Merck Pushing Gardasil Legislation

Just who is behind the massive push in over a dozen states to make Gardasil mandatory for all 6th grade girls? For a vaccine that was only approved in June, it seems as if this sudden blitz of legislature is a bit premature.

Merck & Co, makers of Gardasil, appear to be the ones spearheading this legislative drive. The company stands to make $1 billion off the drug in 2008.

Merck, which has been arming its lobbyists across the country with information on the vaccine, has been getting an assist from Women in Government, a nonpartisan organization of female legislators whose agenda includes cervical cancer prevention. The group, like breast-cancer activists before it, works through political channels. It also takes corporate donations from Merck.

There are doctors who are warning caution, however:

... some medical experts say lawmakers are moving too fast in their efforts to vaccinate all school-age girls. The American Academy of Pediatrics, for instance, is urging a go-slow approach, with an initial focus on raising public awareness of HPV and more monitoring of the safety of the vaccine ...

Drug firm pushes vaccine mandate

January 29, 2007

Gardasil - By Hook or By Crook

This article in the Seattle Times talks about the different ways mothers are getting their daughters to get the HPV vaccine, Gardasil. While some mothers are open and honest with their daughters, others are using bribery and even lying to their daughters.

One mother took her daughter to get the vaccine but told her only that it was to prevent a vague form of cancer, not that it was to prevent HPV or cervical cancer.

"She's not a sophisticated girl," the mother said. "My daughter is very uncomfortable discussing anything physical."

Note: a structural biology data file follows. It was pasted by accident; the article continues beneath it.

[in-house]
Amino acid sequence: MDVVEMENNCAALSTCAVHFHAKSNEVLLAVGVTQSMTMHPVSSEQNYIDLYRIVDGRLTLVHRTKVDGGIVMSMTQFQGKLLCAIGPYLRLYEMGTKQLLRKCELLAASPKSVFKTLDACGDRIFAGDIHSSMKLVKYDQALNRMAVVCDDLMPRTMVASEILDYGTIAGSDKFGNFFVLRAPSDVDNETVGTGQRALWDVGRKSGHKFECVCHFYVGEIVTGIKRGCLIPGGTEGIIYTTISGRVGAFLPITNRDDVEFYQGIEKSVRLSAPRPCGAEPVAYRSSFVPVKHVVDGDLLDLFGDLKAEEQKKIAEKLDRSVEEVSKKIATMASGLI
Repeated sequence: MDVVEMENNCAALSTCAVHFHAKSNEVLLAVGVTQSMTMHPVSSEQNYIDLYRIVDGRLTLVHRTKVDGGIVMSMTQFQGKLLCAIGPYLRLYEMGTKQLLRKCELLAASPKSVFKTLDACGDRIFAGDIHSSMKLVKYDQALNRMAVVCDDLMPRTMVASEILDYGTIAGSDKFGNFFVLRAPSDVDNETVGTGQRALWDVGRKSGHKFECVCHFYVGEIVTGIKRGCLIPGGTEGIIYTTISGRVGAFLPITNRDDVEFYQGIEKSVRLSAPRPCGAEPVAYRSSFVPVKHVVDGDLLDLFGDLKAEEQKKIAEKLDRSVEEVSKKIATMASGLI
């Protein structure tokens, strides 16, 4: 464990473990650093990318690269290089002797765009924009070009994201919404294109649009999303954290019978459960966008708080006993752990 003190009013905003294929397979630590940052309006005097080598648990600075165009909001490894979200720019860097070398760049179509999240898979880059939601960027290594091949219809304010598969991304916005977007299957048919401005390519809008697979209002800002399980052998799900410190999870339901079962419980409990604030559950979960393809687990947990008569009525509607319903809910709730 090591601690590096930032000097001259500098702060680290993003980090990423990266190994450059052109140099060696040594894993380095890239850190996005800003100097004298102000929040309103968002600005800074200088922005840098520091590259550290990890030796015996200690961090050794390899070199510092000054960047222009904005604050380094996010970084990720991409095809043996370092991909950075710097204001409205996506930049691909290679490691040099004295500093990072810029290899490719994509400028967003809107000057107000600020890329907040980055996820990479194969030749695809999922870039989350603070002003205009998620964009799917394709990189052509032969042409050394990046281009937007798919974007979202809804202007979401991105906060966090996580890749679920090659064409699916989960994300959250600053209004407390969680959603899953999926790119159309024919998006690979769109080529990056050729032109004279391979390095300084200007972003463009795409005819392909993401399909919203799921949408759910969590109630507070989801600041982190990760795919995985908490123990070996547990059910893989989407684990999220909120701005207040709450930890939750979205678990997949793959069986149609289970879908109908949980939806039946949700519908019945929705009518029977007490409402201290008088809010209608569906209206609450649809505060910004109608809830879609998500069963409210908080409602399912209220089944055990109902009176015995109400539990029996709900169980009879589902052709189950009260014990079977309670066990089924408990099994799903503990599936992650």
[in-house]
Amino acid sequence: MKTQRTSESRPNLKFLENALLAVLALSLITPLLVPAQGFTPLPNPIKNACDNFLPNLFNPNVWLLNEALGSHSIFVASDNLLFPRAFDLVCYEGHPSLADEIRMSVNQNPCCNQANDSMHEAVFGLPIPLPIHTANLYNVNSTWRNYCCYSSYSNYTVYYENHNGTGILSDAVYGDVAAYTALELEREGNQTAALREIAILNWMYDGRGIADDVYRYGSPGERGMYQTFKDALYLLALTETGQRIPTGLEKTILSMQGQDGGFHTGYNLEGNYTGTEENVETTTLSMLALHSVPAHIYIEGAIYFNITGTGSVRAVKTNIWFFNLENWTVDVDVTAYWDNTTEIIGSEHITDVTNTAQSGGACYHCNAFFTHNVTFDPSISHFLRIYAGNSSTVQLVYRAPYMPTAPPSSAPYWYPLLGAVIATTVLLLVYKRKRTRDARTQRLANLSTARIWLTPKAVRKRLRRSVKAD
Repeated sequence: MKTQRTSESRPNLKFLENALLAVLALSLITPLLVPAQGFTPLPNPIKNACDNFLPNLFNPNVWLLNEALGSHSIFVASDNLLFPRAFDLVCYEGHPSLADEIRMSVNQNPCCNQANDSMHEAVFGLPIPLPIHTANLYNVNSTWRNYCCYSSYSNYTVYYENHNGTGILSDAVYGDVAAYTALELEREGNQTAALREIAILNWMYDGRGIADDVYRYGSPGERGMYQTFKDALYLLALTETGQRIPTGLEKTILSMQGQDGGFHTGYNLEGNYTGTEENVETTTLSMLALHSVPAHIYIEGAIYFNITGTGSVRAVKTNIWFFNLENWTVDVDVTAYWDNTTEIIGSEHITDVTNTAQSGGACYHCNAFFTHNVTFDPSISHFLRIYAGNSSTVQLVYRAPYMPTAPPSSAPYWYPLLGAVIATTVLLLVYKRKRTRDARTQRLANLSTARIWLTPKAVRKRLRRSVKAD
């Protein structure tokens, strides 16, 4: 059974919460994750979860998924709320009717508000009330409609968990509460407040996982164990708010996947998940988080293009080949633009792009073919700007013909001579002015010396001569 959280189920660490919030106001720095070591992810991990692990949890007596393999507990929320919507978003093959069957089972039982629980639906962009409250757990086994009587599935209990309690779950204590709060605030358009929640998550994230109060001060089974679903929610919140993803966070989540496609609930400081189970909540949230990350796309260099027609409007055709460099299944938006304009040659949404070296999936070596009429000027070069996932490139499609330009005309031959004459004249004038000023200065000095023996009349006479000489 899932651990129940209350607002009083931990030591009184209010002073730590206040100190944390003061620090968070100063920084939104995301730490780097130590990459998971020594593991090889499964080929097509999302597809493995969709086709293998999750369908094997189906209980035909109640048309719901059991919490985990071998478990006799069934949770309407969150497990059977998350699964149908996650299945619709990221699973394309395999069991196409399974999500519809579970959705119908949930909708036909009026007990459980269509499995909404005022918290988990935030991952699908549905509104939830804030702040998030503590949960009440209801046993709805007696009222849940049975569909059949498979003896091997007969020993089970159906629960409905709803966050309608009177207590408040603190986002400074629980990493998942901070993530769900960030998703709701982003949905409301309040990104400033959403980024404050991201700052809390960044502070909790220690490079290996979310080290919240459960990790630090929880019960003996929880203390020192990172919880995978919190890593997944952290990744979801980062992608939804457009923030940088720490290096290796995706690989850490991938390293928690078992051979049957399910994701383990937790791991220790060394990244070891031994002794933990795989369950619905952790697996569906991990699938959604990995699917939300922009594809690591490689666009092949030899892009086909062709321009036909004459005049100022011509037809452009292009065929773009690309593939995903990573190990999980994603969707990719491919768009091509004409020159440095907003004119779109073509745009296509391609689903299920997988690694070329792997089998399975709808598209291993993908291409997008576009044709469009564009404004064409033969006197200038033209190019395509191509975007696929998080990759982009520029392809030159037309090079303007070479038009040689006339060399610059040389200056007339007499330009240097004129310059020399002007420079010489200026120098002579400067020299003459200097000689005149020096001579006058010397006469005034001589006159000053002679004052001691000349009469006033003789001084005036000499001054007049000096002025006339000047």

One has to wonder which one of the two is really "uncomfortable" discussing anything physical.

Then there's the mother whose daughter didn't want the vaccine, but who relented after a bit of bribery:

"For your safety? Your health? Your future?" Then Shine got creative: "What if you don't have to pay back the $20 you owe me?"

It all seems a bit manipulative. Is there really such a rush to get this vaccine that we need to lie to and bribe our children? It's great that parents are trying to do the right thing for their daughters, but openness and honesty seems like a good idea when it comes to something as serious as this.

A shot in the fight on cervical cancer

January 26, 2007

Wisconsin Latest State to Propose Mandatory HPV Vaccination

Wisconsin is the latest state to propose legislation making Gardasil, the HPV vaccine, mandatory for all girls entering the sixth grade. At least 12 other states are proposing similar legislation.

Under the Wisconsin proposal, students would be required to show proof that they had received the vaccine, or a statement from the parent showing they have elected not to be vaccinated.

Bill would require vaccine for girls entering 6th grade

January 25, 2007

HPV Vaccine May Become Mandatory for 6th Graders

The Virginia House has passed a bill that would require all girls entering the 6th grade to receive Gardasil, the new HPV vaccine marketed by Merck Pharmaceuticals. HPV is known to lead to cervical cancer and is highly preventable.

If passed by the General Assembly, the legislation would take effect Oct. 1, 2008. But because schools open before October, it wouldn't have a significant impact until the summer of 2009, when students in public and private schools get their vaccinations. ... That gives additional time to make sure there aren't problems with the vaccine.

What do you think? Should the HPV vaccine be mandatory for young girls or should each family decide for themselves? Write an opinion on this topic!

Bill would require vaccines against HPV for all girls